A Review of Barbra Streisand’s New Album ‘Walls’ In Which She Drags Trump — and Reminds the World of Her Artistic Powers; BCNN1 Editors Say, “Contrary to Her Venture Into Politics, Streisand Can Still Sing Like an Angel and She’s Still Our Girl”

Photo credit: Russell James
Barbra Streisand

Streisand’s moody and effective new record takes pointed aim at the president, but its pleasures also stem from its lack of pretentiousness.

At the beginning of 2018, there were many things I didn’t imagine myself doing at the end of 2018. One of them is reviewing a Barbra Streisand record about Donald Trump and the hell-world we live in. Another is actually liking it.

For Walls, her 36th (!) studio album and the first in over a dozen years to include this much original material, Babs returns with her target squarely set on Trump amid a wave of anti-Semitism and fascism both in America and abroad. To put a fine point on it: The whole thing is very timely.

Earlier this week, Streisand explained to The New York Times that the impetus for this record was sleepless nights. “I would lie awake at night with Trump’s outrages running through my head,” she explained, “and I had to do another album for Columbia Records, so I thought, why not make an album about what’s on my mind?”

And so one of our most cherished women entertainers digs in on the president — unmistakably, though never mentioning him by name — over a series of new originals like the Spanish-guitar-laden “What’s on My Mind” and “Don’t Lie to Me,” the sorrowful tone of which makes it play like a ballad about the end of the world. The song is radio-friendly, but doesn’t force a more youthful sound the way Madonna’s latest work, for example, often does; there are fun drum machines and other modern flourishes here, but no dubstep track (thankfully).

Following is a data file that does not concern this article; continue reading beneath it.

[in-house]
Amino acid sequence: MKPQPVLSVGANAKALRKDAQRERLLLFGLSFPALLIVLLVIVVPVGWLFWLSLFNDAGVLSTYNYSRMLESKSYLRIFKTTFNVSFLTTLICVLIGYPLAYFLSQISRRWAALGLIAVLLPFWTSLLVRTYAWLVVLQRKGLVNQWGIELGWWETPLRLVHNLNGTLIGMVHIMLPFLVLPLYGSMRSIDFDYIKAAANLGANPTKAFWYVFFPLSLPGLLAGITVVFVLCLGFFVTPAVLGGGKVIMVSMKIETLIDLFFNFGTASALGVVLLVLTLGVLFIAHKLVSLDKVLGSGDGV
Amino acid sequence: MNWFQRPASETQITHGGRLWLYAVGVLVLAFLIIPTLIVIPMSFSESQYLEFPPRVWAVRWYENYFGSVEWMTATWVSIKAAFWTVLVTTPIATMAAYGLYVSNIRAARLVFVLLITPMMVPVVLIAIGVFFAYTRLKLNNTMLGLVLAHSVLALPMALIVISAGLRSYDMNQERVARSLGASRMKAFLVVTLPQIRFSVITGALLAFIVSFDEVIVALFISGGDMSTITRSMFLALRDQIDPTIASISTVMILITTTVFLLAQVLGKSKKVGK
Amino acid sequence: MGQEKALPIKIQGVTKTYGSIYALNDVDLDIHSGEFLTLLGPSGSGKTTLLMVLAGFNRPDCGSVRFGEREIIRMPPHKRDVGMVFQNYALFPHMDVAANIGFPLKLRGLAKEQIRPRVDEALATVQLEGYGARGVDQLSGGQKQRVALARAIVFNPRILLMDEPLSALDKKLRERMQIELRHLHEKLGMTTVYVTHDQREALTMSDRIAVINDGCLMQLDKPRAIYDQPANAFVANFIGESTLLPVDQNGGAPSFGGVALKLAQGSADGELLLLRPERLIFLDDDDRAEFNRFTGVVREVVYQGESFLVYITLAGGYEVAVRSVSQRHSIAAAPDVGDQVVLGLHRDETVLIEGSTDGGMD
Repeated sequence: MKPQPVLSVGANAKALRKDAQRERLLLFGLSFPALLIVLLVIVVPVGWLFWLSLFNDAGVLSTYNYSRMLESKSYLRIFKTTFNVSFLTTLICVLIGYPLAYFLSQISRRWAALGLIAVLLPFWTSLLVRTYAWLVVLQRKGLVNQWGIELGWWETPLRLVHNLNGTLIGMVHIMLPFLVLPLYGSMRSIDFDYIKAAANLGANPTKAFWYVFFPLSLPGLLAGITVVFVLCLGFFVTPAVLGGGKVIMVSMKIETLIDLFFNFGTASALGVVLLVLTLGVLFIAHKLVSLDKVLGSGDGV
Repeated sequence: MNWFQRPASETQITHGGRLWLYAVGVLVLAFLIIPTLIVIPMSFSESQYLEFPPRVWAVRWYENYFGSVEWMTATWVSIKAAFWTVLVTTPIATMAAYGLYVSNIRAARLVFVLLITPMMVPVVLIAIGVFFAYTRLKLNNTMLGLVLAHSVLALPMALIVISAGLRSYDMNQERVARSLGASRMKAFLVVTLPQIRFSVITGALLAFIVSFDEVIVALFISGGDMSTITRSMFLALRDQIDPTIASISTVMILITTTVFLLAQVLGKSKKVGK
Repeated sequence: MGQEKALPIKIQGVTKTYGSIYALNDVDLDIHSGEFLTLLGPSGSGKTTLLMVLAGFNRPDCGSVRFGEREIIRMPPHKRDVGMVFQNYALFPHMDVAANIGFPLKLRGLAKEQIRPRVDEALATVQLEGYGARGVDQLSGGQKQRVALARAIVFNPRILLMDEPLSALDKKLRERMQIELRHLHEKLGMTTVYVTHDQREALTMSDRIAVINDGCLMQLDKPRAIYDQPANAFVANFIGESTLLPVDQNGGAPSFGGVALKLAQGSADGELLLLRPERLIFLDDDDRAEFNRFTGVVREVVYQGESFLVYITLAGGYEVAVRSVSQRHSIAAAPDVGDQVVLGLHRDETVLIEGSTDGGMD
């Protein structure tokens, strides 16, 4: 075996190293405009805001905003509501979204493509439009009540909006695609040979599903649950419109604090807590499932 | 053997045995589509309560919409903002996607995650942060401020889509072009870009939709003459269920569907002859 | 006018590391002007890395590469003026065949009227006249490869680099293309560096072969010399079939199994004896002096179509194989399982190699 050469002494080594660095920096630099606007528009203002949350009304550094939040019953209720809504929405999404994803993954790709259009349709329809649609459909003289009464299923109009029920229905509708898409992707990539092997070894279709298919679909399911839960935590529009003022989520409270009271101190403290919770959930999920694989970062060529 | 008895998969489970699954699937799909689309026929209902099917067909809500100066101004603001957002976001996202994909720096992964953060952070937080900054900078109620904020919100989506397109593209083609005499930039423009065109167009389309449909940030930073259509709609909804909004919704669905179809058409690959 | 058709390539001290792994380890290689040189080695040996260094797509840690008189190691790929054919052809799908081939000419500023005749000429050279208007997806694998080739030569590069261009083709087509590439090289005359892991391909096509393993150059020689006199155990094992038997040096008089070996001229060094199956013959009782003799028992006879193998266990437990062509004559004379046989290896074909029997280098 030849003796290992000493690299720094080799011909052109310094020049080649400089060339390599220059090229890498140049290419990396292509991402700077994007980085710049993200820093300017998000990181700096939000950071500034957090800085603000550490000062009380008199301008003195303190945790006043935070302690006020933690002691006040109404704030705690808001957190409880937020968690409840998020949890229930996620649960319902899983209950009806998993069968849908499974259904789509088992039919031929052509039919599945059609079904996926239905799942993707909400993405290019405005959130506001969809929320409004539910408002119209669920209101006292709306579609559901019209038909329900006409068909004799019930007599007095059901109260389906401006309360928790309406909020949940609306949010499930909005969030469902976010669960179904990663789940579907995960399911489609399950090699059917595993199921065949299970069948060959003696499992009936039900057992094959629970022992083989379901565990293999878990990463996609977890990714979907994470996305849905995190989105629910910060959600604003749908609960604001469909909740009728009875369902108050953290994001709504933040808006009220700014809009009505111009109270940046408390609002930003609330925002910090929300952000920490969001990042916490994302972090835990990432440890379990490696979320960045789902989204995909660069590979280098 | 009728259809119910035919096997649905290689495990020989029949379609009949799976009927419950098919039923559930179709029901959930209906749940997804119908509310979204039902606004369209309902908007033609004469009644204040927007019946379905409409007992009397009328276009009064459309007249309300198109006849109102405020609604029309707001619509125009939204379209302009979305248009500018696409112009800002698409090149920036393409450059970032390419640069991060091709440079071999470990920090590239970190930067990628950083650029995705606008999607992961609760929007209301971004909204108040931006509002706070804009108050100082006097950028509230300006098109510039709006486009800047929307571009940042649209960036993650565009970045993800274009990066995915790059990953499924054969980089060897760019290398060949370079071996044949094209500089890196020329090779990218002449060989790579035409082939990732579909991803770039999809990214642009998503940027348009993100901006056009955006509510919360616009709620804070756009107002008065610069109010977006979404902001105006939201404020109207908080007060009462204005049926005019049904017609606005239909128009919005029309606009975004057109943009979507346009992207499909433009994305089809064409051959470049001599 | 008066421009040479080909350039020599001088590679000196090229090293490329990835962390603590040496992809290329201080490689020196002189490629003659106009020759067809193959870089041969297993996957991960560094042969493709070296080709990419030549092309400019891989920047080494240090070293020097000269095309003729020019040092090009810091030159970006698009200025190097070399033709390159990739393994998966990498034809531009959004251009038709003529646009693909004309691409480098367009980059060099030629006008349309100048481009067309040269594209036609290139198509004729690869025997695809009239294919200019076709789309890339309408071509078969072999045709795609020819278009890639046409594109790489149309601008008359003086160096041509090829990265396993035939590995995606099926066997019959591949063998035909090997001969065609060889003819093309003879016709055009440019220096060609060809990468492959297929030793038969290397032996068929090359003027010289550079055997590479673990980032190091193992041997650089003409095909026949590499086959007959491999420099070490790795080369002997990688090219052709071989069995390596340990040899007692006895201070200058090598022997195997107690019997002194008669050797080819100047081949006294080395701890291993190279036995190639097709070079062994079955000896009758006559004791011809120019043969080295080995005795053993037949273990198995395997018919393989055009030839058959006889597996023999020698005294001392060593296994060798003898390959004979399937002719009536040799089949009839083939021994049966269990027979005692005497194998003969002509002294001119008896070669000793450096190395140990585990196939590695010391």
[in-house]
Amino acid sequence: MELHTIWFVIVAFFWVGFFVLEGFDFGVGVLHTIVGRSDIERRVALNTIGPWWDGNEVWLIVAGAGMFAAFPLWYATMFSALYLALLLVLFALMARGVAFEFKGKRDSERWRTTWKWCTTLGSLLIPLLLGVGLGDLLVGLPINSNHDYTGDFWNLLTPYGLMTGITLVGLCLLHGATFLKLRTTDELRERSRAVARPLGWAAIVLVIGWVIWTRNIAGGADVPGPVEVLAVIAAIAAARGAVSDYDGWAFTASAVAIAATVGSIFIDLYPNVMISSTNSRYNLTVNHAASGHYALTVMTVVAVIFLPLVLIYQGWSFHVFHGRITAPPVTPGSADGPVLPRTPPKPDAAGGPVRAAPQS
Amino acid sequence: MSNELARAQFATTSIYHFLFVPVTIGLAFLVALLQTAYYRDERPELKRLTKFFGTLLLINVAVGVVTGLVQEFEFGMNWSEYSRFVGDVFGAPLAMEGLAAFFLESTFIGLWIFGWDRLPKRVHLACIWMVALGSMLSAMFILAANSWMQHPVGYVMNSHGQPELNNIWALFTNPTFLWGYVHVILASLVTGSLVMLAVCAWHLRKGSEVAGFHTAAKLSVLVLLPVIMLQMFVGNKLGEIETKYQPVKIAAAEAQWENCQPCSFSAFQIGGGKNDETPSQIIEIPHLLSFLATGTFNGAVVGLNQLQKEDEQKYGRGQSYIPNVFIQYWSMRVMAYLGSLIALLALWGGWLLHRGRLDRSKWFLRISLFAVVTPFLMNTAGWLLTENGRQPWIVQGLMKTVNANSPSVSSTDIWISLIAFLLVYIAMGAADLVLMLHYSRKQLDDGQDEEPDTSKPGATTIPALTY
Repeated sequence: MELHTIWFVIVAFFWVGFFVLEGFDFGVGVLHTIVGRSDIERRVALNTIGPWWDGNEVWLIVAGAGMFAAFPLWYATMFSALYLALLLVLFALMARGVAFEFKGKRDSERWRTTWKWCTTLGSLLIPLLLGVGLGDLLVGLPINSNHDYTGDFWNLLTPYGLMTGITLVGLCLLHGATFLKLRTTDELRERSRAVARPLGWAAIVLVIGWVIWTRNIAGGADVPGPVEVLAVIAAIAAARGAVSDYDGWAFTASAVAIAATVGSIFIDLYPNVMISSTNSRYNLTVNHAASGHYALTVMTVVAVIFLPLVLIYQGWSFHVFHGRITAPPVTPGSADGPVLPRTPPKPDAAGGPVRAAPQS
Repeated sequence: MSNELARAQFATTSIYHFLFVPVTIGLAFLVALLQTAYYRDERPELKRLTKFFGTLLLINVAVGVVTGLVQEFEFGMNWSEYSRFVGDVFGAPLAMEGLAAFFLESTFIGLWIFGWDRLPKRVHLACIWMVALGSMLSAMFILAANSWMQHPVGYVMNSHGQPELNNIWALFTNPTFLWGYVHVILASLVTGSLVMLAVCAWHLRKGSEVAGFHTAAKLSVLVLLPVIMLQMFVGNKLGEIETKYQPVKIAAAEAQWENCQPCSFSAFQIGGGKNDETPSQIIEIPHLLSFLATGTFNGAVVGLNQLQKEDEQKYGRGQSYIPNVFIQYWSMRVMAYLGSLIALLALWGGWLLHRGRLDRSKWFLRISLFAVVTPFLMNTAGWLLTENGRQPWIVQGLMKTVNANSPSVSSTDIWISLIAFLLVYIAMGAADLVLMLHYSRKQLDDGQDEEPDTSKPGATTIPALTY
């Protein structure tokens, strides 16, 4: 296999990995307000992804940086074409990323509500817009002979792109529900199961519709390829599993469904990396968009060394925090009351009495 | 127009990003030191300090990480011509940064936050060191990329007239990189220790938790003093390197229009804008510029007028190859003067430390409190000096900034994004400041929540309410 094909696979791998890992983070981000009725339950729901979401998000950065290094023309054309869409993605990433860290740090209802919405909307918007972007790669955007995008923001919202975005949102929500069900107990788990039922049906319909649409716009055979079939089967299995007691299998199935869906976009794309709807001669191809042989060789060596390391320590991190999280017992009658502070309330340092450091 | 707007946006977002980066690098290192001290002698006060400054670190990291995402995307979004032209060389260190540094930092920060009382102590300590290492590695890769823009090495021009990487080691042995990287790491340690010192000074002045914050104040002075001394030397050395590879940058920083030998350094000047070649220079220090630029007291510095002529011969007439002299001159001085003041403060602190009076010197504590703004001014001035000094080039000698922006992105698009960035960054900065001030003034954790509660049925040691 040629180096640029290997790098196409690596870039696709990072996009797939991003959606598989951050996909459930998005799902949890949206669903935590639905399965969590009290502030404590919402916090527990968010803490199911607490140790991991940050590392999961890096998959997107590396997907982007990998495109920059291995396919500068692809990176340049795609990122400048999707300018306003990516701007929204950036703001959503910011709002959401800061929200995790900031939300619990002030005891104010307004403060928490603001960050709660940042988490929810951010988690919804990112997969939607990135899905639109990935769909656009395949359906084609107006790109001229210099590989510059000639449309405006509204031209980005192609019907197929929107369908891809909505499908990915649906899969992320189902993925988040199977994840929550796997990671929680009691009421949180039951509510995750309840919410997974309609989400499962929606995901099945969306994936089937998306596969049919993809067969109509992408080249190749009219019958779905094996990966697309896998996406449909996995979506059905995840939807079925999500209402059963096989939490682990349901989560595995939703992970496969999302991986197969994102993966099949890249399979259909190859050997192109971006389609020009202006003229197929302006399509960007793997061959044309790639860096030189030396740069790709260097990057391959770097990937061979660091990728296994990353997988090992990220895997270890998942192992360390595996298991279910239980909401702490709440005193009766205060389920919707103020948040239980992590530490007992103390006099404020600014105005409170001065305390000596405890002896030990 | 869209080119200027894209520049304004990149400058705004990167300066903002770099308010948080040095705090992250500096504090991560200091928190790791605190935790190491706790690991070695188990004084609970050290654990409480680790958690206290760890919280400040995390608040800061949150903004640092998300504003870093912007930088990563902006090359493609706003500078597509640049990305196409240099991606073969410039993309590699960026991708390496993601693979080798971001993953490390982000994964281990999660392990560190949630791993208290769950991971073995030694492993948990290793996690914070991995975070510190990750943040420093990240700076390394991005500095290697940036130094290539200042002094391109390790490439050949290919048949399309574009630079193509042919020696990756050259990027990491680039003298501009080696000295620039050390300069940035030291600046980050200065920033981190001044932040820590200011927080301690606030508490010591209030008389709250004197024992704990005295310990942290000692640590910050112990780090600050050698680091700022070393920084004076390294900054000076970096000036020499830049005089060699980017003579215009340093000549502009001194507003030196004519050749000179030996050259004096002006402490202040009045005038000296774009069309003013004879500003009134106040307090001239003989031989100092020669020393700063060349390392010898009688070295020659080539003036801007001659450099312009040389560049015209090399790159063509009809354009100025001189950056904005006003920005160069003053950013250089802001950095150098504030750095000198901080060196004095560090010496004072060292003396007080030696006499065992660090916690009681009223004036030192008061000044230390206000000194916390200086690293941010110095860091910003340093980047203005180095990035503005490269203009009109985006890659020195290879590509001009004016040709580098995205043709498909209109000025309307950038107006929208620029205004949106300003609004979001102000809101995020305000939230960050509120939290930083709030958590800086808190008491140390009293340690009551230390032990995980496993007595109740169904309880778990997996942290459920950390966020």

The whole record is crisply produced and avoids too much fussiness, even though it’s big and bombastic in many ways, made by a cadre of top-shelf producers. It hits just the right level of Streisandian musical-theater schmaltz, and I say that as high praise; there’s plenty of earnest melodrama to go around, from the empowerment anthem of “The Rain Will Fall” to the balladry of “Better Angels.”

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SOURCE: The Hollywood Reporter – Jonny Coleman